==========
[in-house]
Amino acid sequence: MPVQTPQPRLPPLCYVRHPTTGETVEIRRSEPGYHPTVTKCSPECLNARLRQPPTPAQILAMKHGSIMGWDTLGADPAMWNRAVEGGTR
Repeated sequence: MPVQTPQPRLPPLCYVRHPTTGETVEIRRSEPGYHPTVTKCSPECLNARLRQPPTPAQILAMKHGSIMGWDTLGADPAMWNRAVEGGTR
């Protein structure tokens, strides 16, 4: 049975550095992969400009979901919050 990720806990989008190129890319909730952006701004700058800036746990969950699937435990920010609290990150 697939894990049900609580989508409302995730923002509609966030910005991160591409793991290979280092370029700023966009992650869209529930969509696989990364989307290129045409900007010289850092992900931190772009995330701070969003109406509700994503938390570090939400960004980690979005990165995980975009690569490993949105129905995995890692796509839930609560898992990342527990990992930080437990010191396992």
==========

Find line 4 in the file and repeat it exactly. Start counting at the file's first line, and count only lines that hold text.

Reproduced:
């Protein structure tokens, strides 16, 4: 049975550095992969400009979901919050 990720806990989008190129890319909730952006701004700058800036746990969950699937435990920010609290990150 697939894990049900609580989508409302995730923002509609966030910005991160591409793991290979280092370029700023966009992650869209529930969509696989990364989307290129045409900007010289850092992900931190772009995330701070969003109406509700994503938390570090939400960004980690979005990165995980975009690569490993949105129905995995890692796509839930609560898992990342527990990992930080437990010191396992």